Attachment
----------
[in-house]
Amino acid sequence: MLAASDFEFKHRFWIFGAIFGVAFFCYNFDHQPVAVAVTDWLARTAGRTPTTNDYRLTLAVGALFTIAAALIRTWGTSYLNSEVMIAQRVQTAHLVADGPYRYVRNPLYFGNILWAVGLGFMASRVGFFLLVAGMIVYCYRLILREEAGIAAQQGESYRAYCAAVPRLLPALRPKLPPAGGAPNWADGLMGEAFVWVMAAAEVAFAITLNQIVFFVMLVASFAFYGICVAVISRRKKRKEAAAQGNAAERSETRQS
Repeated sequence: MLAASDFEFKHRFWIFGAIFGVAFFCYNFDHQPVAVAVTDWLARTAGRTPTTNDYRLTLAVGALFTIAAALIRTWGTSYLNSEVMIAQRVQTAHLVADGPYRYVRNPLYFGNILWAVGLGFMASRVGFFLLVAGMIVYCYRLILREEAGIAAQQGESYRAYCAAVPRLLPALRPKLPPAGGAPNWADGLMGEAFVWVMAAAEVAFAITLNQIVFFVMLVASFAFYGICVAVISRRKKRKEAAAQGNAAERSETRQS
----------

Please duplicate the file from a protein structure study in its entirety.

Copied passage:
[in-house]
Amino acid sequence: MLAASDFEFKHRFWIFGAIFGVAFFCYNFDHQPVAVAVTDWLARTAGRTPTTNDYRLTLAVGALFTIAAALIRTWGTSYLNSEVMIAQRVQTAHLVADGPYRYVRNPLYFGNILWAVGLGFMASRVGFFLLVAGMIVYCYRLILREEAGIAAQQGESYRAYCAAVPRLLPALRPKLPPAGGAPNWADGLMGEAFVWVMAAAEVAFAITLNQIVFFVMLVASFAFYGICVAVISRRKKRKEAAAQGNAAERSETRQS
Repeated sequence: MLAASDFEFKHRFWIFGAIFGVAFFCYNFDHQPVAVAVTDWLARTAGRTPTTNDYRLTLAVGALFTIAAALIRTWGTSYLNSEVMIAQRVQTAHLVADGPYRYVRNPLYFGNILWAVGLGFMASRVGFFLLVAGMIVYCYRLILREEAGIAAQQGESYRAYCAAVPRLLPALRPKLPPAGGAPNWADGLMGEAFVWVMAAAEVAFAITLNQIVFFVMLVASFAFYGICVAVISRRKKRKEAAAQGNAAERSETRQS